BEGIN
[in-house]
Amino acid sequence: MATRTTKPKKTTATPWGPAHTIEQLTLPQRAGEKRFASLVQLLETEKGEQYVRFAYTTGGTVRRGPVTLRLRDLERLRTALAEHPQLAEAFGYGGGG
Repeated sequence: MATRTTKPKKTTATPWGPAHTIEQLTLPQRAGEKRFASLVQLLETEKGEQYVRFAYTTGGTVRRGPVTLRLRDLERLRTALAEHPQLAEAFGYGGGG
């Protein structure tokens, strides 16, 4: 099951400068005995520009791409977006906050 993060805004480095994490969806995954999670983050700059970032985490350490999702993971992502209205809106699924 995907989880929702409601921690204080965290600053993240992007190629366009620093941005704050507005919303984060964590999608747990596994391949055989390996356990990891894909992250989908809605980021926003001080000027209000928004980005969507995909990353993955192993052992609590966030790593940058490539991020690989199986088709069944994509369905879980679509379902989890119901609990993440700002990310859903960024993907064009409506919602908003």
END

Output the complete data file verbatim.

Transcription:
[in-house]
Amino acid sequence: MATRTTKPKKTTATPWGPAHTIEQLTLPQRAGEKRFASLVQLLETEKGEQYVRFAYTTGGTVRRGPVTLRLRDLERLRTALAEHPQLAEAFGYGGGG
Repeated sequence: MATRTTKPKKTTATPWGPAHTIEQLTLPQRAGEKRFASLVQLLETEKGEQYVRFAYTTGGTVRRGPVTLRLRDLERLRTALAEHPQLAEAFGYGGGG
């Protein structure tokens, strides 16, 4: 099951400068005995520009791409977006906050 993060805004480095994490969806995954999670983050700059970032985490350490999702993971992502209205809106699924 995907989880929702409601921690204080965290600053993240992007190629366009620093941005704050507005919303984060964590999608747990596994391949055989390996356990990891894909992250989908809605980021926003001080000027209000928004980005969507995909990353993955192993052992609590966030790593940058490539991020690989199986088709069944994509369905879980679509379902989890119901609990993440700002990310859903960024993907064009409506919602908003």